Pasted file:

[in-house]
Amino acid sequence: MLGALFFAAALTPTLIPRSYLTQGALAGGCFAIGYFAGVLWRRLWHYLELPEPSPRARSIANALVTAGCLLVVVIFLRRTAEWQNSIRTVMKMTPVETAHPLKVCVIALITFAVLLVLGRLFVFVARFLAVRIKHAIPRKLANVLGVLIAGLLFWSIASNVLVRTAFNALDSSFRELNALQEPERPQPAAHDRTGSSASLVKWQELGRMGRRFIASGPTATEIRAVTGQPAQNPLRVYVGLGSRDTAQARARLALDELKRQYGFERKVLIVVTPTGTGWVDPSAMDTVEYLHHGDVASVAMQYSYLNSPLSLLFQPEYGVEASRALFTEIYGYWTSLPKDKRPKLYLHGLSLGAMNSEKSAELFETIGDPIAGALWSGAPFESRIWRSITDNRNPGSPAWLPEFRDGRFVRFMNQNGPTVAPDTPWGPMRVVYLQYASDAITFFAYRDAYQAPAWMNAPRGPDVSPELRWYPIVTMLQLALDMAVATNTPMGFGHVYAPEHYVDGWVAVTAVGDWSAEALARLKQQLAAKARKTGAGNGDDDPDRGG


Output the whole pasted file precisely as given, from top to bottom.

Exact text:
[in-house]
Amino acid sequence: MLGALFFAAALTPTLIPRSYLTQGALAGGCFAIGYFAGVLWRRLWHYLELPEPSPRARSIANALVTAGCLLVVVIFLRRTAEWQNSIRTVMKMTPVETAHPLKVCVIALITFAVLLVLGRLFVFVARFLAVRIKHAIPRKLANVLGVLIAGLLFWSIASNVLVRTAFNALDSSFRELNALQEPERPQPAAHDRTGSSASLVKWQELGRMGRRFIASGPTATEIRAVTGQPAQNPLRVYVGLGSRDTAQARARLALDELKRQYGFERKVLIVVTPTGTGWVDPSAMDTVEYLHHGDVASVAMQYSYLNSPLSLLFQPEYGVEASRALFTEIYGYWTSLPKDKRPKLYLHGLSLGAMNSEKSAELFETIGDPIAGALWSGAPFESRIWRSITDNRNPGSPAWLPEFRDGRFVRFMNQNGPTVAPDTPWGPMRVVYLQYASDAITFFAYRDAYQAPAWMNAPRGPDVSPELRWYPIVTMLQLALDMAVATNTPMGFGHVYAPEHYVDGWVAVTAVGDWSAEALARLKQQLAAKARKTGAGNGDDDPDRGG